Career Pathways Initiative

Promising Program Designs to Support Career Pathways: College Cohort Models

Posted by Career Pathways Initiative - On March 07, 2011 (EST)

By Marlena Sessions , Chief Executive Officer, Workforce Development Council of Seattle-King County

I was honored to serve as a “Subject Matter Expert” at the CPI in December at the Frances Perkins DOL building. 

As I raced through the day from pink corridor to blue corridor, meeting with state teams from Kansas and Virginia and Kentucky, I was struck by two main themes:

1)      Role clarity matters.

2)      Once you get role clarity, you can do anything with commitment.

These teams definitely had a lot of the latter and were, I sensed through the course of the Institute, looking for more of the former. The teams were like mini replicas of local systems, comprising WIB directors, community colleges, business and chamber leaders, United Way and sometimes other community philanthropic organizations. Their commitment was palpable, as was their willingness to roll up their sleeves and get to work. What they were searching for, however, was more clarification around who should do which functions for the greatest impact.

It was clear that this particular group of 11 teams was way beyond the turf wars of the past, for example between community colleges and local workforce boards. We were well aware that to truly impact jobseekers and employers and put people back to work in our local communities, we needed to work together and NOT replicate, NOT duplicate but rather, be a seamless team and system like never before.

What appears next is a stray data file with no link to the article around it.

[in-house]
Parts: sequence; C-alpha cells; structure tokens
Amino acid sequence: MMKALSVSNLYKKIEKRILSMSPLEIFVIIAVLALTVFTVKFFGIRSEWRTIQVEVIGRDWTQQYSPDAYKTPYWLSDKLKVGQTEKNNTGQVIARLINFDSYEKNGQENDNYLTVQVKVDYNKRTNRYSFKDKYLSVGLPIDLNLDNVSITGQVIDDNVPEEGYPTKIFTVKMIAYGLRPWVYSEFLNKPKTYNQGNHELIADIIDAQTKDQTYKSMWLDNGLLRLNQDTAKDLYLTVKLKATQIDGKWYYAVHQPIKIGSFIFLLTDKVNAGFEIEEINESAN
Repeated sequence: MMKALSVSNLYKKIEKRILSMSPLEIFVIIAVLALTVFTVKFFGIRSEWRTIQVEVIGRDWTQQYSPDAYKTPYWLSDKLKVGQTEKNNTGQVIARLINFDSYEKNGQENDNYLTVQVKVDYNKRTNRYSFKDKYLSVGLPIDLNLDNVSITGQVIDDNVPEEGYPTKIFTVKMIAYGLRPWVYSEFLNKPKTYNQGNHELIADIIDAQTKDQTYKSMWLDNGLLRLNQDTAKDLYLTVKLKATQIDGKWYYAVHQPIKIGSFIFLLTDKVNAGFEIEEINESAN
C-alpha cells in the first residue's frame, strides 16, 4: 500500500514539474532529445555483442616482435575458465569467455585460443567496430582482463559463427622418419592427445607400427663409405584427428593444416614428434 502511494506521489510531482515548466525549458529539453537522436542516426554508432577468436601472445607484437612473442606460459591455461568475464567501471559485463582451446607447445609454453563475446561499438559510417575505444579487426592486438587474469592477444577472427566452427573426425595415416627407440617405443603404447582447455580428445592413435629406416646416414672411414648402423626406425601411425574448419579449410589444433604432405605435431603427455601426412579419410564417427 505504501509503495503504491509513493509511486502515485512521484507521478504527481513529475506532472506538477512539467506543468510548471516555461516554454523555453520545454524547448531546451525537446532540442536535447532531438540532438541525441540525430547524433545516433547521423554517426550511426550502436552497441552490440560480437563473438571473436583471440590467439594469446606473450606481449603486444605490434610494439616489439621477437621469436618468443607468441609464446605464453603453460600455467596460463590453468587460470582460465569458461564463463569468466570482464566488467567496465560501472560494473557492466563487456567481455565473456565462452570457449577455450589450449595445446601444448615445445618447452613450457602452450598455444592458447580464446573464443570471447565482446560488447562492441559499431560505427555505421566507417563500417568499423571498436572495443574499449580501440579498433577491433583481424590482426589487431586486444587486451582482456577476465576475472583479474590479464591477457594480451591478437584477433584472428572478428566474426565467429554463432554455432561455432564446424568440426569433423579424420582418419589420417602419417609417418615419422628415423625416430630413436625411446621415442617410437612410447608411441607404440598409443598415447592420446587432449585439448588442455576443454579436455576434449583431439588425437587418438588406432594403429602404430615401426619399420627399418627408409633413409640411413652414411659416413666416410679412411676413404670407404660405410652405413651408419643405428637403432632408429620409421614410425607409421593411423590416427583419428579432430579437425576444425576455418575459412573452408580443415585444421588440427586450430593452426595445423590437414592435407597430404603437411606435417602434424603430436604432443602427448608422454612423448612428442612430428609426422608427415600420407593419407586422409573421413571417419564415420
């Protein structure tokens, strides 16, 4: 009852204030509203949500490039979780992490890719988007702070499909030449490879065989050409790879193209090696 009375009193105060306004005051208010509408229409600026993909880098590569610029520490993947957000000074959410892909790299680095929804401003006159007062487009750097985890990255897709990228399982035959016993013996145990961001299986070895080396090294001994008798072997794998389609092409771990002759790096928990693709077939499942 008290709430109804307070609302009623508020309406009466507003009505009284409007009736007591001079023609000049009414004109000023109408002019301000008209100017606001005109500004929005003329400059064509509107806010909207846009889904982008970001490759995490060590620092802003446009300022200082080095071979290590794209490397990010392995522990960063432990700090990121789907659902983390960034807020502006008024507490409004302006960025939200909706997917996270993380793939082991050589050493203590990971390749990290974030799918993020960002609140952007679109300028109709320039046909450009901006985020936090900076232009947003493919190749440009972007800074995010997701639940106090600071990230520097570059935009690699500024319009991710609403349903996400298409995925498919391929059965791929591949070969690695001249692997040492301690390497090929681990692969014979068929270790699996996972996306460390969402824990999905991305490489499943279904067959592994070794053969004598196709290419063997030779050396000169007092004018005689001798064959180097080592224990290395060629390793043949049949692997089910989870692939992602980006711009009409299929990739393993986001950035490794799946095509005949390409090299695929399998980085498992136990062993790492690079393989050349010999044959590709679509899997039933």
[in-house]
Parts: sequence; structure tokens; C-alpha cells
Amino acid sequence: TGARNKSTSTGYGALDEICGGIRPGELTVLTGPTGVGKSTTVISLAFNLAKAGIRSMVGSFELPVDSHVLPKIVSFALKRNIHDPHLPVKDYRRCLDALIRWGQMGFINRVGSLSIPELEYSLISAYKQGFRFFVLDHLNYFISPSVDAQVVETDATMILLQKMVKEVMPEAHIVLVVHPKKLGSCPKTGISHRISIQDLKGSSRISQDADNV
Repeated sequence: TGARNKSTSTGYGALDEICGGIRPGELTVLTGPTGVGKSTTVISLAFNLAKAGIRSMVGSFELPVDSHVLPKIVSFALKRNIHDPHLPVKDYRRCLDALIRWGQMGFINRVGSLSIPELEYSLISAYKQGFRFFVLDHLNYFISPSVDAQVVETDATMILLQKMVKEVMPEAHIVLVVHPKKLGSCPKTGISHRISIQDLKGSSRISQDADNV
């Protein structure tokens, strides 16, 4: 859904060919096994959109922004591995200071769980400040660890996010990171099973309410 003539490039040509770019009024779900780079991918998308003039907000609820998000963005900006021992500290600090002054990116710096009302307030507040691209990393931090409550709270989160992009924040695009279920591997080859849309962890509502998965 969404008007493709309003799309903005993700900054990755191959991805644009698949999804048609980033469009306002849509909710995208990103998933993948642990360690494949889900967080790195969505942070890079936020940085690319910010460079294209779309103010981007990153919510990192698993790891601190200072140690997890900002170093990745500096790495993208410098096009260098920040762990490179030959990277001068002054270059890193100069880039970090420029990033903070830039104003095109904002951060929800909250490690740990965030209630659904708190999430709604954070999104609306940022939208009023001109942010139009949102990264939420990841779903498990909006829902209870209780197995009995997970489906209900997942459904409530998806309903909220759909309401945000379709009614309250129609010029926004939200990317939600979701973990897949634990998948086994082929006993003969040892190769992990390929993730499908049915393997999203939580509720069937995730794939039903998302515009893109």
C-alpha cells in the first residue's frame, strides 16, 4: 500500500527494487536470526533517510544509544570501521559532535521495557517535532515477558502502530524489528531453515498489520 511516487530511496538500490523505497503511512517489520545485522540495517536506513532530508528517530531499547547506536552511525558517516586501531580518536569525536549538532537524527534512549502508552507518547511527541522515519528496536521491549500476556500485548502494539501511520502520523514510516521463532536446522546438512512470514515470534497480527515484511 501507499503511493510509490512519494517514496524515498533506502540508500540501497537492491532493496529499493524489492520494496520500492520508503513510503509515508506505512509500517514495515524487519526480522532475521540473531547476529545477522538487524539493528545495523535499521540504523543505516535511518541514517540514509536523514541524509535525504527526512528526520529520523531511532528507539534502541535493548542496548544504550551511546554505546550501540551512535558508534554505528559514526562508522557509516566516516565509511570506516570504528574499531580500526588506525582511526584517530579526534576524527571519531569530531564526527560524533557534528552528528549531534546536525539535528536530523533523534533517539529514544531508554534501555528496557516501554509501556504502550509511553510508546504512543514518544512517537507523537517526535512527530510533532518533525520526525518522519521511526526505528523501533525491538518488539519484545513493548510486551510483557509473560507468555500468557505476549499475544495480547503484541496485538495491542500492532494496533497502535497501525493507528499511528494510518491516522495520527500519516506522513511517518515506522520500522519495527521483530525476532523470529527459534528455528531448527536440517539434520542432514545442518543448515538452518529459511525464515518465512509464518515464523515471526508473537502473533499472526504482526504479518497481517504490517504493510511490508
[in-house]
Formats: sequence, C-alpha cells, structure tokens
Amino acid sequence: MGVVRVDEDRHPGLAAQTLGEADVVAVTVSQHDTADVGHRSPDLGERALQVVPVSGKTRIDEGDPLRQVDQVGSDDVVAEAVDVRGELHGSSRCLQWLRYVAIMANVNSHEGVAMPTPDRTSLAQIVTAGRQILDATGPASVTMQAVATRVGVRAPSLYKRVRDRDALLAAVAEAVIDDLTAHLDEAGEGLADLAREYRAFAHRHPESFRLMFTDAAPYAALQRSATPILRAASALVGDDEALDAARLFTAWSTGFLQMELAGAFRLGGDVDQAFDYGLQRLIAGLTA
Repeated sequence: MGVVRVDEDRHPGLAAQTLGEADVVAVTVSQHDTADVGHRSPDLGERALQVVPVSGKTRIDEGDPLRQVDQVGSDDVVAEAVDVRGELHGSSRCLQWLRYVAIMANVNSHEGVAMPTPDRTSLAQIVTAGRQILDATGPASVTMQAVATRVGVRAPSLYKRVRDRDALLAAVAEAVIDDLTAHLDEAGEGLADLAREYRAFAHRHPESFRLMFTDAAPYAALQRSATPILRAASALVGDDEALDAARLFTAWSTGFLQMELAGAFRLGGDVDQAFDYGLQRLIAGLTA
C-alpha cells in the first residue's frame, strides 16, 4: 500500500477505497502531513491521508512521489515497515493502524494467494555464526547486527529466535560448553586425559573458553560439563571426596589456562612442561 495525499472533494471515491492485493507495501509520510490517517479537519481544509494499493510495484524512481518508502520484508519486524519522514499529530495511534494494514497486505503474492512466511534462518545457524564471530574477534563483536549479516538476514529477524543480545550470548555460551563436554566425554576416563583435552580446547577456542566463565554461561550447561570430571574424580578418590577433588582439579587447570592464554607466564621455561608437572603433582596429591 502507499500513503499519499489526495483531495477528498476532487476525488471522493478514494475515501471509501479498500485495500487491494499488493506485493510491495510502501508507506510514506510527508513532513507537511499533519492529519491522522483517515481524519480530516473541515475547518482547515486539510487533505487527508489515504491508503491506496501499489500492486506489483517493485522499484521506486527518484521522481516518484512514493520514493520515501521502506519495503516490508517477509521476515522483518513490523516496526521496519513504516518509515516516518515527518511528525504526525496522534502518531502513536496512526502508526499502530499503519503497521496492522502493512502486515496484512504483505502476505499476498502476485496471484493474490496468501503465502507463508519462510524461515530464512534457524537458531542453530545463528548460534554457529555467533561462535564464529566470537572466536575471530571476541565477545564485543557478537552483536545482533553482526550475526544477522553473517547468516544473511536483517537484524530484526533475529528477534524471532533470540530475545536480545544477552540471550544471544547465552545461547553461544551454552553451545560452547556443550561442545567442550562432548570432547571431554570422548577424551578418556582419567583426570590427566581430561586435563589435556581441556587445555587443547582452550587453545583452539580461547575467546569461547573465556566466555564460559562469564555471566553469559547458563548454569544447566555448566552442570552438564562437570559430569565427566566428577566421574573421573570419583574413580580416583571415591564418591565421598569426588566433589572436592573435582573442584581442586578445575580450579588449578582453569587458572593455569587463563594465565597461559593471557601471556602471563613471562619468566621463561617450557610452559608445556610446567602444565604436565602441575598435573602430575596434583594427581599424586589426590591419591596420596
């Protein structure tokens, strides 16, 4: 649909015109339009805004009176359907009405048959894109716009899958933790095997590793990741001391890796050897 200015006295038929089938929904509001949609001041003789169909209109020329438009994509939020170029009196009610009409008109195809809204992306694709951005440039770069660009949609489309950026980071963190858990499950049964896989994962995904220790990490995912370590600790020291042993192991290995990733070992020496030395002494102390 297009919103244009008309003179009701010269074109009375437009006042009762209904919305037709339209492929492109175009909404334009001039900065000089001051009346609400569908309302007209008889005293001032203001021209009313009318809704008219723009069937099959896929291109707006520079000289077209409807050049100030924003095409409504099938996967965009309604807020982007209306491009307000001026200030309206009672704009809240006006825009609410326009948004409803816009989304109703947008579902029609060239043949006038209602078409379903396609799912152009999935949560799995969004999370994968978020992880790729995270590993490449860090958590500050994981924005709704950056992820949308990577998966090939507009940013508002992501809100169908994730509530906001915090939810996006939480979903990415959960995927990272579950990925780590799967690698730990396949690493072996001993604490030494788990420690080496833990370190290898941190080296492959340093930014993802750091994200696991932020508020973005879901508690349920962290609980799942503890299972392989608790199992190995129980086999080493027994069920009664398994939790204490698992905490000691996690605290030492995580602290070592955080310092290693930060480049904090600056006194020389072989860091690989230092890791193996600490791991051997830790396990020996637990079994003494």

To paraphrase a statement in a recent workshop by Ron Painter, the Executive Director of the National Association of Workforce Boards:  “Guess what, we finally figured out that we aren’t all perfect at EVERYTHING!”

Community colleges provide nimble and critical training and employer-recognized credentials. Workforce boards convene all the partners around the same table, share important industry and labor market information, and, through the one-stop system, serve the jobseeker before, during and after training with wraparound services, job placement and retention. Business leaders provide the important end to the transaction—a job!

Simply, we must clarify our roles, do what we are all good at, and get to work.

In the resources section we posted an example of role clarification that relates to our Career Pathways and Community College partner work, entitled “College Cohorts: Buying Classes, Opening Doors.”  Hope it is helpful!

 



User Comments (2)
On September 14, 2011  Wesley Crompton said:
I think this is a great opportunity for new college graduates to work from home and build a bridge into the employment sector. Job placement and retention is paramount to any successful employment initiative, and the new graduates have the experience to share.


On March 31, 2012  David Sanderson said:
If we could extend the college program to incorporate some smsf strategies for young people, we could help reduce the dependence of retired people on social security.



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Modified On : March 07, 2011
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